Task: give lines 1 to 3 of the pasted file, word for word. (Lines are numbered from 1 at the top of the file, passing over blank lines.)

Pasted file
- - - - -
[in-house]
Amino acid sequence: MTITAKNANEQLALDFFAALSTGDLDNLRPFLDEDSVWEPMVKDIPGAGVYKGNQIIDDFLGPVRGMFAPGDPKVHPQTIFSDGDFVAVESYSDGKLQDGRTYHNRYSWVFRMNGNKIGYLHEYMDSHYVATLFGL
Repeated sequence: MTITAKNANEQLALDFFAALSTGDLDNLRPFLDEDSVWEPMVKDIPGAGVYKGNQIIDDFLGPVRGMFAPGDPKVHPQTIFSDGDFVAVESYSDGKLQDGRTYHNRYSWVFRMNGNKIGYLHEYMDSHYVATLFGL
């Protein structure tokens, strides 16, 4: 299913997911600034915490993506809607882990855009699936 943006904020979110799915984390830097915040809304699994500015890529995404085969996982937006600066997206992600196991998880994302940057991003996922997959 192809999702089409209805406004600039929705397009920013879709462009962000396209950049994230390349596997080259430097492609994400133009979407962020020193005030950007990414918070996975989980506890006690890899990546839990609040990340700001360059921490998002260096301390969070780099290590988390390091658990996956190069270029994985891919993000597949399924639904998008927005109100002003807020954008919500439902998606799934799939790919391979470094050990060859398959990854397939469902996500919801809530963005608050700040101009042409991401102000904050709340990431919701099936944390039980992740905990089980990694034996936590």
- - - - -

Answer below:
[in-house]
Amino acid sequence: MTITAKNANEQLALDFFAALSTGDLDNLRPFLDEDSVWEPMVKDIPGAGVYKGNQIIDDFLGPVRGMFAPGDPKVHPQTIFSDGDFVAVESYSDGKLQDGRTYHNRYSWVFRMNGNKIGYLHEYMDSHYVATLFGL
Repeated sequence: MTITAKNANEQLALDFFAALSTGDLDNLRPFLDEDSVWEPMVKDIPGAGVYKGNQIIDDFLGPVRGMFAPGDPKVHPQTIFSDGDFVAVESYSDGKLQDGRTYHNRYSWVFRMNGNKIGYLHEYMDSHYVATLFGL